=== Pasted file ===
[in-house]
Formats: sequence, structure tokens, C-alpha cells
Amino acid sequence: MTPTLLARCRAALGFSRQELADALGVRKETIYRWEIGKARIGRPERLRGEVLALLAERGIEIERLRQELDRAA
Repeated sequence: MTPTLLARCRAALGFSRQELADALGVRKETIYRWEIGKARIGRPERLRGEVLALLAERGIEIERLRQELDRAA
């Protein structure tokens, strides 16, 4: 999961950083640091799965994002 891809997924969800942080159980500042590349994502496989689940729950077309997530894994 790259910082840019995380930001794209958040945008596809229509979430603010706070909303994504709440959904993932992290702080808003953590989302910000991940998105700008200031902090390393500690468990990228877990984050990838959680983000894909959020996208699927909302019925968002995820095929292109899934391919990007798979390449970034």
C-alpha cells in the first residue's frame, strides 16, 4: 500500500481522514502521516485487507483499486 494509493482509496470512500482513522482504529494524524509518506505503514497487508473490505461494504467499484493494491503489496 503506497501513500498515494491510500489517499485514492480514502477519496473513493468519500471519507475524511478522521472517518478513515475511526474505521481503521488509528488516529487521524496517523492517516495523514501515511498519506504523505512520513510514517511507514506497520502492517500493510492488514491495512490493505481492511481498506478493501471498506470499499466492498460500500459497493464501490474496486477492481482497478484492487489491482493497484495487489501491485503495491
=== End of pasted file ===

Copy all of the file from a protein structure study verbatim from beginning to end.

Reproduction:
[in-house]
Formats: sequence, structure tokens, C-alpha cells
Amino acid sequence: MTPTLLARCRAALGFSRQELADALGVRKETIYRWEIGKARIGRPERLRGEVLALLAERGIEIERLRQELDRAA
Repeated sequence: MTPTLLARCRAALGFSRQELADALGVRKETIYRWEIGKARIGRPERLRGEVLALLAERGIEIERLRQELDRAA
């Protein structure tokens, strides 16, 4: 999961950083640091799965994002 891809997924969800942080159980500042590349994502496989689940729950077309997530894994 790259910082840019995380930001794209958040945008596809229509979430603010706070909303994504709440959904993932992290702080808003953590989302910000991940998105700008200031902090390393500690468990990228877990984050990838959680983000894909959020996208699927909302019925968002995820095929292109899934391919990007798979390449970034």
C-alpha cells in the first residue's frame, strides 16, 4: 500500500481522514502521516485487507483499486 494509493482509496470512500482513522482504529494524524509518506505503514497487508473490505461494504467499484493494491503489496 503506497501513500498515494491510500489517499485514492480514502477519496473513493468519500471519507475524511478522521472517518478513515475511526474505521481503521488509528488516529487521524496517523492517516495523514501515511498519506504523505512520513510514517511507514506497520502492517500493510492488514491495512490493505481492511481498506478493501471498506470499499466492498460500500459497493464501490474496486477492481482497478484492487489491482493497484495487489501491485503495491